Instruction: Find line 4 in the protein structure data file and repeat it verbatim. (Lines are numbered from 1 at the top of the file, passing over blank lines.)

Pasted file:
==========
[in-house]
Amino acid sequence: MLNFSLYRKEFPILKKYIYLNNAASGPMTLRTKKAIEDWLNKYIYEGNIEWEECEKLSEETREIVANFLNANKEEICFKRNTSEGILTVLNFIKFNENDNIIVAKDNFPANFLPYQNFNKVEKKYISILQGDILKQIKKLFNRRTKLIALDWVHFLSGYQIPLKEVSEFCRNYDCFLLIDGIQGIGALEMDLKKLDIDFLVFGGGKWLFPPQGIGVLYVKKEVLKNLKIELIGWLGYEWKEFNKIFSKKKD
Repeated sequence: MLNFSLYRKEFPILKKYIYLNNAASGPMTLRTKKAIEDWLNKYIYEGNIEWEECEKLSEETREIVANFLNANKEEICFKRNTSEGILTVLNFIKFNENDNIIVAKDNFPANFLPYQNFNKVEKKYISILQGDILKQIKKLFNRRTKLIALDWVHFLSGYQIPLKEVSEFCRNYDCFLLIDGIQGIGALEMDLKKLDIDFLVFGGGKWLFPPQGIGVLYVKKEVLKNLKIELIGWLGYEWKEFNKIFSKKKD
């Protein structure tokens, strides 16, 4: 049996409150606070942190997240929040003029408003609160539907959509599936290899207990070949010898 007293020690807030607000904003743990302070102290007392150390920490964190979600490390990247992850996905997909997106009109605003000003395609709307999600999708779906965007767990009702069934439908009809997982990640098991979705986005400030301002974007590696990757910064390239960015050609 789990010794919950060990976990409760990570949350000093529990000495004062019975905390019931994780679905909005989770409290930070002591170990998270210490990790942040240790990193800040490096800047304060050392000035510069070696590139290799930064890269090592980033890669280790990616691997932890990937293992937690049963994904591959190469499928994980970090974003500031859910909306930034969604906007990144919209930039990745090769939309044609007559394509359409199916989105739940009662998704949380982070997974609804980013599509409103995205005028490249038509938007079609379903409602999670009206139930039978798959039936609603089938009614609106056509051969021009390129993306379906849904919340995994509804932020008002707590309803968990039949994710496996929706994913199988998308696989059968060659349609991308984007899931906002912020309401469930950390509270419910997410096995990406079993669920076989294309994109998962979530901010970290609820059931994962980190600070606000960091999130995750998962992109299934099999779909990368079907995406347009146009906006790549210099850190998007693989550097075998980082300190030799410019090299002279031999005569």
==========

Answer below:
């Protein structure tokens, strides 16, 4: 049996409150606070942190997240929040003029408003609160539907959509599936290899207990070949010898 007293020690807030607000904003743990302070102290007392150390920490964190979600490390990247992850996905997909997106009109605003000003395609709307999600999708779906965007767990009702069934439908009809997982990640098991979705986005400030301002974007590696990757910064390239960015050609 789990010794919950060990976990409760990570949350000093529990000495004062019975905390019931994780679905909005989770409290930070002591170990998270210490990790942040240790990193800040490096800047304060050392000035510069070696590139290799930064890269090592980033890669280790990616691997932890990937293992937690049963994904591959190469499928994980970090974003500031859910909306930034969604906007990144919209930039990745090769939309044609007559394509359409199916989105739940009662998704949380982070997974609804980013599509409103995205005028490249038509938007079609379903409602999670009206139930039978798959039936609603089938009614609106056509051969021009390129993306379906849904919340995994509804932020008002707590309803968990039949994710496996929706994913199988998308696989059968060659349609991308984007899931906002912020309401469930950390509270419910997410096995990406079993669920076989294309994109998962979530901010970290609820059931994962980190600070606000960091999130995750998962992109299934099999779909990368079907995406347009146009906006790549210099850190998007693989550097075998980082300190030799410019090299002279031999005569």